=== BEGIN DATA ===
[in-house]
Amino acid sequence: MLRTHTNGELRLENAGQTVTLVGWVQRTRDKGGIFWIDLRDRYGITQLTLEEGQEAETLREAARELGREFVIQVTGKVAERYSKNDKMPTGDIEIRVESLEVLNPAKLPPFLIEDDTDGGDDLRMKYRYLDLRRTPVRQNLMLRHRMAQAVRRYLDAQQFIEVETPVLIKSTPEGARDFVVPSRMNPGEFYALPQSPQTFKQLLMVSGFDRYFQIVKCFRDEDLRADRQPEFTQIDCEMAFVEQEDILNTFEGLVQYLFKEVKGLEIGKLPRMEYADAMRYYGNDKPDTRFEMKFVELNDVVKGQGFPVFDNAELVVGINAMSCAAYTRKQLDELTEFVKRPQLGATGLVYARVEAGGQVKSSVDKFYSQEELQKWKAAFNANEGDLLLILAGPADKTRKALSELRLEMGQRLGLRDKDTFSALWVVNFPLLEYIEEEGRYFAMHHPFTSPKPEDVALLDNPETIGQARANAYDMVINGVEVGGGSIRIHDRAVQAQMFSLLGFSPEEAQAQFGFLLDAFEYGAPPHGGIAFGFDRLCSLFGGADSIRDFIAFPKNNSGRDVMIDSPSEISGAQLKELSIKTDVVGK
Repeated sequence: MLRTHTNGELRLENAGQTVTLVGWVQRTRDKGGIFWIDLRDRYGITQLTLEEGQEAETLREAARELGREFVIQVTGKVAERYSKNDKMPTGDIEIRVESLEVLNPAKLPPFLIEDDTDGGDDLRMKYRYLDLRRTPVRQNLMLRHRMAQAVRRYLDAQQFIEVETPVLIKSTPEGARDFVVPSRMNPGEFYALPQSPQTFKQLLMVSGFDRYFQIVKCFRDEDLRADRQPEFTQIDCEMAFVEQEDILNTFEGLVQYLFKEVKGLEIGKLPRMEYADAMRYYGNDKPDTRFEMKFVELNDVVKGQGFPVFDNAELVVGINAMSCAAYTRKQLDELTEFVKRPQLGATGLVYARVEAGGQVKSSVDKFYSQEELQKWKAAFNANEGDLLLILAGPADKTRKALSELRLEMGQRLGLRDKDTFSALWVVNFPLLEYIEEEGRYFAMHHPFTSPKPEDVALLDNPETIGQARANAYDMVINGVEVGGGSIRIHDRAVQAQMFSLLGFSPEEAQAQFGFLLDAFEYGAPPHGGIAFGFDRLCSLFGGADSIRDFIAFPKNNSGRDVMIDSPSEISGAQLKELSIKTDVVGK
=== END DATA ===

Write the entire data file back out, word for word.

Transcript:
[in-house]
Amino acid sequence: MLRTHTNGELRLENAGQTVTLVGWVQRTRDKGGIFWIDLRDRYGITQLTLEEGQEAETLREAARELGREFVIQVTGKVAERYSKNDKMPTGDIEIRVESLEVLNPAKLPPFLIEDDTDGGDDLRMKYRYLDLRRTPVRQNLMLRHRMAQAVRRYLDAQQFIEVETPVLIKSTPEGARDFVVPSRMNPGEFYALPQSPQTFKQLLMVSGFDRYFQIVKCFRDEDLRADRQPEFTQIDCEMAFVEQEDILNTFEGLVQYLFKEVKGLEIGKLPRMEYADAMRYYGNDKPDTRFEMKFVELNDVVKGQGFPVFDNAELVVGINAMSCAAYTRKQLDELTEFVKRPQLGATGLVYARVEAGGQVKSSVDKFYSQEELQKWKAAFNANEGDLLLILAGPADKTRKALSELRLEMGQRLGLRDKDTFSALWVVNFPLLEYIEEEGRYFAMHHPFTSPKPEDVALLDNPETIGQARANAYDMVINGVEVGGGSIRIHDRAVQAQMFSLLGFSPEEAQAQFGFLLDAFEYGAPPHGGIAFGFDRLCSLFGGADSIRDFIAFPKNNSGRDVMIDSPSEISGAQLKELSIKTDVVGK
Repeated sequence: MLRTHTNGELRLENAGQTVTLVGWVQRTRDKGGIFWIDLRDRYGITQLTLEEGQEAETLREAARELGREFVIQVTGKVAERYSKNDKMPTGDIEIRVESLEVLNPAKLPPFLIEDDTDGGDDLRMKYRYLDLRRTPVRQNLMLRHRMAQAVRRYLDAQQFIEVETPVLIKSTPEGARDFVVPSRMNPGEFYALPQSPQTFKQLLMVSGFDRYFQIVKCFRDEDLRADRQPEFTQIDCEMAFVEQEDILNTFEGLVQYLFKEVKGLEIGKLPRMEYADAMRYYGNDKPDTRFEMKFVELNDVVKGQGFPVFDNAELVVGINAMSCAAYTRKQLDELTEFVKRPQLGATGLVYARVEAGGQVKSSVDKFYSQEELQKWKAAFNANEGDLLLILAGPADKTRKALSELRLEMGQRLGLRDKDTFSALWVVNFPLLEYIEEEGRYFAMHHPFTSPKPEDVALLDNPETIGQARANAYDMVINGVEVGGGSIRIHDRAVQAQMFSLLGFSPEEAQAQFGFLLDAFEYGAPPHGGIAFGFDRLCSLFGGADSIRDFIAFPKNNSGRDVMIDSPSEISGAQLKELSIKTDVVGK